The Rescuers / The Rescuers Down Under
- B Community Grade
Even if Disney animators had consciously set out to produce a pair of works showing the before-and-after effects of digital technology on animation, they hardly could have produced more of a perfect diptych than 1977’s The Rescuers and 1990’s The Rescuers Down Under. The two films, made just 13 years apart, and centering on the same two protagonists responding to a pair of similar situations, are nonetheless radically different in practically every aspect of visual design and approach. And the shifts extend past the construction methods: Seen side-by-side in the new Blu-ray/DVD double release, timed to The Rescuers’ 35th anniversary, they’re a clear-cut portrait of Traditional Disney vs. the Disney Renaissance.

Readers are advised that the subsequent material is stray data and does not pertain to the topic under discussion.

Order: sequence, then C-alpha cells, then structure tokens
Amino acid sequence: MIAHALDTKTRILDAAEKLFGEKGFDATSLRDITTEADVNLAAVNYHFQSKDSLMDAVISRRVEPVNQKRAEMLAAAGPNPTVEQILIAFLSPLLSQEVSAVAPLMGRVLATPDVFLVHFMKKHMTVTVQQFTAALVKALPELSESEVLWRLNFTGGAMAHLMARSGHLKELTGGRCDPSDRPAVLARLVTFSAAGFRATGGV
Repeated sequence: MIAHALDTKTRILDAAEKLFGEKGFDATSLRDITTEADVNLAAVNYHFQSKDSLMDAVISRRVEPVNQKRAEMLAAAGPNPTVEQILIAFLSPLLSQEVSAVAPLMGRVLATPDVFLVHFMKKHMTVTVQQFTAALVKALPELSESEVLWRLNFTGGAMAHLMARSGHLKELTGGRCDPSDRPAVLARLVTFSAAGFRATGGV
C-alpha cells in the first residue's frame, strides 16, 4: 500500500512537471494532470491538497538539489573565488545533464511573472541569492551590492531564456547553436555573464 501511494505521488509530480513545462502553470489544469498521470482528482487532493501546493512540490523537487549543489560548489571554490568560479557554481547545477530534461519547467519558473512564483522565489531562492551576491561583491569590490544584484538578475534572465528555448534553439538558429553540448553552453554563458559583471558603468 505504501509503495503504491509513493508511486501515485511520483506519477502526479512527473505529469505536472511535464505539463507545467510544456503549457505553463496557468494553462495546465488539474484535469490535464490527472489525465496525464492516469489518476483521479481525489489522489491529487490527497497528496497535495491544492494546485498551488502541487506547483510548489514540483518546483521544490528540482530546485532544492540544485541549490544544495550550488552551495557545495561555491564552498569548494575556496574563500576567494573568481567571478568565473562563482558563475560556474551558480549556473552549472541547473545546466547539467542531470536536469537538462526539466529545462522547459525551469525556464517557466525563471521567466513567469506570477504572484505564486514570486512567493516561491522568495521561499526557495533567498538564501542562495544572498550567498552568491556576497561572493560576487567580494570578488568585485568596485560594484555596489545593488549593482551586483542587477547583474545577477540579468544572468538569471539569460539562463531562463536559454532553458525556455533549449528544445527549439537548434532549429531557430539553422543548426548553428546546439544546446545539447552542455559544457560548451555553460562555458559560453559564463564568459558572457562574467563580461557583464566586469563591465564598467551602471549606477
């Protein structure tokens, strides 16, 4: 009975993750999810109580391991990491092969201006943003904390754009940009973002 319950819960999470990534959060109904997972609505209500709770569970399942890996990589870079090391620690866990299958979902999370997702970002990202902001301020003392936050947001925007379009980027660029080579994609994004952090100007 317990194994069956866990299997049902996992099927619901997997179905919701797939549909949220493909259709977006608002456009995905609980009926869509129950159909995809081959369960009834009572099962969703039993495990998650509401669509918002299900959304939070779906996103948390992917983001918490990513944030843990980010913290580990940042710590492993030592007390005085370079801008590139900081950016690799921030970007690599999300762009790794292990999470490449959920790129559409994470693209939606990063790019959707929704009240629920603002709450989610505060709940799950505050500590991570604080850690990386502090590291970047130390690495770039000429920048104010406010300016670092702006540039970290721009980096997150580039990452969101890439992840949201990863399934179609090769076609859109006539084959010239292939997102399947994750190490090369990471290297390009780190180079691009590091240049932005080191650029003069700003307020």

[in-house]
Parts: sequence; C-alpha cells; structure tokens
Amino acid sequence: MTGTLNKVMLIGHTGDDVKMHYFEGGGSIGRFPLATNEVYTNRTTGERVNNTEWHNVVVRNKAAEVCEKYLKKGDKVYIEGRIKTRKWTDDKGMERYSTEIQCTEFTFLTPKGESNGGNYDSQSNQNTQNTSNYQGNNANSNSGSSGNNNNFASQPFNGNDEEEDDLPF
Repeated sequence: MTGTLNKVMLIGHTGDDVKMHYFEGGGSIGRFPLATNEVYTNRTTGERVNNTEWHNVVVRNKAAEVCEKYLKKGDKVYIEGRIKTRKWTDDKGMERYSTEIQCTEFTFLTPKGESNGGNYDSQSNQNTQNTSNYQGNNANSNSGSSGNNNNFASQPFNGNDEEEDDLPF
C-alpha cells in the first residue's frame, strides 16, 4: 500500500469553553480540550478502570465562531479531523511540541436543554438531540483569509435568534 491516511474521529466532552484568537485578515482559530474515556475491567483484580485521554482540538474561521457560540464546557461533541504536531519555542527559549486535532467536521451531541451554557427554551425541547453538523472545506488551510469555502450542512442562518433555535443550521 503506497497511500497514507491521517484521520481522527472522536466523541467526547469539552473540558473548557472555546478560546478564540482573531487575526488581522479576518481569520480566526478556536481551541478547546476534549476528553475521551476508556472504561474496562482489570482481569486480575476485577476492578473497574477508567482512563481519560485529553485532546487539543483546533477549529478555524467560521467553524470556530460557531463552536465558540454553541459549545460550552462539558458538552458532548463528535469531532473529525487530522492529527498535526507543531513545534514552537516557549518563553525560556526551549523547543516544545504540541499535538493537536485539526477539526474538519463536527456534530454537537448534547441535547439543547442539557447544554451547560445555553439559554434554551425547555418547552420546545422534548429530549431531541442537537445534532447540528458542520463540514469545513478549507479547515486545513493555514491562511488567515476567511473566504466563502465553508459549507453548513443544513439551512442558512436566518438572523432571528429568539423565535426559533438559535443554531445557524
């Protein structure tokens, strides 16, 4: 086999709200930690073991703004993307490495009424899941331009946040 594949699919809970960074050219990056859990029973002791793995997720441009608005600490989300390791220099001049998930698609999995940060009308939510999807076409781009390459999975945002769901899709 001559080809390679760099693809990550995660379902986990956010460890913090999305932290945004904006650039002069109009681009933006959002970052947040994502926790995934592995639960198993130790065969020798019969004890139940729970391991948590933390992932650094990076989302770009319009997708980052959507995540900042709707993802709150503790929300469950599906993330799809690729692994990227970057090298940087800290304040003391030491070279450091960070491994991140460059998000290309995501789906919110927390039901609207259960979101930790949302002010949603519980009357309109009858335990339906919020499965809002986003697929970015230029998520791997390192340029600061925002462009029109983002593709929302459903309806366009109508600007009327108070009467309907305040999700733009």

Both films are loosely based on Margery Sharp’s Rescuers books, and both star Eva Gabor and Bob Newhart as a pair of mice whose international aid group helps people in need—a sort of mouse-specific shadow United Nations, based in the UN headquarters itself. In the first film, Hungarian diplomat Miss Bianca (Gabor) and clumsy American janitor Bernard (Newhart) accept a mission to track down and assist an orphan girl named Penny, who was kidnapped by half-mad, all-evil pawnbroker Madame Medusa and is being used to explore a dangerous cave system in search of a gigantic diamond. In the second film, Miss Bianca and Bernard head to Australia to rescue a boy named Cody (Adam Ryen) who was kidnapped by surly poacher McLeach (George C. Scott) after catching McLeach in the act. Along the way, the mice join forces with a local kangaroo mouse (Tristan Rogers) and help rescue an immense golden eagle.